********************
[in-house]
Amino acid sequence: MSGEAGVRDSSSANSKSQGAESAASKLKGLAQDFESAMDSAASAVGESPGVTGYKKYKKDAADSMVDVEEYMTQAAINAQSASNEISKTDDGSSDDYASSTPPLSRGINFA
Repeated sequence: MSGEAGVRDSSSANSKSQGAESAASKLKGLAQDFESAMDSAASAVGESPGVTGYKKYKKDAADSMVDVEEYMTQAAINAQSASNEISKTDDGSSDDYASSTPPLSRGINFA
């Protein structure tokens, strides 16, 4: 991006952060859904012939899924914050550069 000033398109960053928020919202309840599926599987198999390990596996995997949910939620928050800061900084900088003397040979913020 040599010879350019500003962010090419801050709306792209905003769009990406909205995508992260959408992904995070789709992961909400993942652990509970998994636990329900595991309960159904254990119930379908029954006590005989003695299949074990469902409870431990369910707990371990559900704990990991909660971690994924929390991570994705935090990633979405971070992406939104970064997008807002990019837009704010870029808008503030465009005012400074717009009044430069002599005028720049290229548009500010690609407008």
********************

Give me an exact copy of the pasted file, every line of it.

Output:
[in-house]
Amino acid sequence: MSGEAGVRDSSSANSKSQGAESAASKLKGLAQDFESAMDSAASAVGESPGVTGYKKYKKDAADSMVDVEEYMTQAAINAQSASNEISKTDDGSSDDYASSTPPLSRGINFA
Repeated sequence: MSGEAGVRDSSSANSKSQGAESAASKLKGLAQDFESAMDSAASAVGESPGVTGYKKYKKDAADSMVDVEEYMTQAAINAQSASNEISKTDDGSSDDYASSTPPLSRGINFA
């Protein structure tokens, strides 16, 4: 991006952060859904012939899924914050550069 000033398109960053928020919202309840599926599987198999390990596996995997949910939620928050800061900084900088003397040979913020 040599010879350019500003962010090419801050709306792209905003769009990406909205995508992260959408992904995070789709992961909400993942652990509970998994636990329900595991309960159904254990119930379908029954006590005989003695299949074990469902409870431990369910707990371990559900704990990991909660971690994924929390991570994705935090990633979405971070992406939104970064997008807002990019837009704010870029808008503030465009005012400074717009009044430069002599005028720049290229548009500010690609407008």